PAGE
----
public GameMaster(int playerCount) {
winningNumber = chooseWinningNumber();

for (int i = 1; i <= playerCount; i++) {
}
}

public void printResults() {
for (Player p : players) {
System.out.println(p.calculateResult(winningNumber));
}
}

private static int chooseWinningNumber() {
return (int) (Math.random() * 10);
}

}


I made a few tweaks to comply with Java coding conventions, but the structure is mostly the same.

I haven't tried to run it, so beware of typos, etc.

The first issue I see with the code is that there is a lot of (needless) repetition.

• All the players are being asked to enter a name: the code to do this need only be written once, in one place.

• Same issue with number: enter and storage code need only be done once.

• We can store that functionality in a Player class – so every time we create a player it does those same repetitive things. But each player might choose a different number. So that unique value should be saved within an instance of a player class.

• The issue about winning/losing can be taken care of by a GameMaster.

Normally i'd go with TDD but i thought i could do it faster without it. it's worth noting how most of the duplication is eliminated. a die hard OOP might say: but you have conditionals in your PrintResults method!! they'd be right too, but it's probably a lot simpler to leave it in there.

I hope this helps you. From your point of view it's well worth redoing it with TDD (test driven development). btw it's a c#. i know you wrote in Java but who can really tell the difference between the two anyways?

    class Program
{
static void Main(string[] args)
{
GameMaster g = new GameMaster();
g.PrintResults();
}
}

class Player
{
private string _name;

private int winningNumber;

private int _number;

public Player(int playerPosition, int winningNumber)
{
this.winningNumber = winningNumber;

_name = GetName(playerPosition);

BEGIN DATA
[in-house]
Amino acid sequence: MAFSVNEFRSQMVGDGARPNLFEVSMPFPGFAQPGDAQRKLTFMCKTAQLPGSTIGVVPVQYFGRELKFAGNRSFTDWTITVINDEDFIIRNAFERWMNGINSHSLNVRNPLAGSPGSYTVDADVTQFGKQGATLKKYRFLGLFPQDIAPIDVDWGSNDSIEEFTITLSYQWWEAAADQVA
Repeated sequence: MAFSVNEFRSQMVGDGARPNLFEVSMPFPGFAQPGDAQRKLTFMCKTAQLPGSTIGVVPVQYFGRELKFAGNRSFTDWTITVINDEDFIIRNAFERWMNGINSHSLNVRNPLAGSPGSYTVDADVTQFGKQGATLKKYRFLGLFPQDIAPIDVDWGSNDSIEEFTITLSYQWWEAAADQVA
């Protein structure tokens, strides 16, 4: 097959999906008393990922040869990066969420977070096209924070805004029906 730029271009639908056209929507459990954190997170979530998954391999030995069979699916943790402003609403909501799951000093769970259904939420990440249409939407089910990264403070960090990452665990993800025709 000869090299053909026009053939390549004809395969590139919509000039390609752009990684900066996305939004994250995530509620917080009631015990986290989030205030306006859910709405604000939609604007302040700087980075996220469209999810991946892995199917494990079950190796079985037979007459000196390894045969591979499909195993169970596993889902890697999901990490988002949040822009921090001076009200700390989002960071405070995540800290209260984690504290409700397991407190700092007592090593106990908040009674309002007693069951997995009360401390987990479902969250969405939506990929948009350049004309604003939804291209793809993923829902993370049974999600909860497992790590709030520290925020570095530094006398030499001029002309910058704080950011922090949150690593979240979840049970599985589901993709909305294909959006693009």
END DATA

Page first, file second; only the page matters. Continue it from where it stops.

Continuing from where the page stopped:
PrintName();
_number = GetNumber();
}

private void PrintName()
{
Console.WriteLine("Welcome "+ _name + "!");
}

/// <summary>
/// Gets player's number choice. Note that I have not added
/// any exception handling. What if a player decides to choose 11?
/// that is outside the acceptable boundary. There is currently
/// no way to handle this.
/// </summary>
/// <returns></returns>
private int GetNumber()
{
Console.WriteLine("Please enter a number between 0 and 9");

return _number;
}

private string GetName(int playerPosition)
{

return name;
}

public void PrintResult()
{
if (this.winningNumber == _number)
{
Console.WriteLine(_name + " won!");

}
else
{
Console.WriteLine(_name + ", you lose!");
}

}
}

public class GameMaster
{
int winningNumber;

List<Player> players;

public GameMaster()
{
// get winning number
this.winningNumber = GetWinningNumber();
this.players = GetPlayers();
}

public void PrintResults()
{
foreach (Player p in players)
{
p.PrintResult();
}
}

private List<Player> GetPlayers()
{
List<Player> players = new List<Player>();

for (int i = 1; i < 4; i++)
{
Player a = new Player(i, winningNumber);
}

return players;
}

private int GetWinningNumber()
{
Random rnd = new Random();
int number = rnd.Next(0, 10);
return number;
}
}

• Wow, very informative, thank you! Seeing this from another dev's eyes really helps. I'll train a bit more and learn how to enhance my TDD skills. Thanks again :) May 2, 2017 at 3:55
• @Crypto I've deleted the public properties seeing we don't actually use it. May 2, 2017 at 4:00
• I don't fully understand c# though. I understood your main concerns that you pointed out but the code confuses me a bit. Maybe I should have started learning c# before Java haha. I'll wait for a Java modification for now but thank you so much for the help May 2, 2017 at 4:03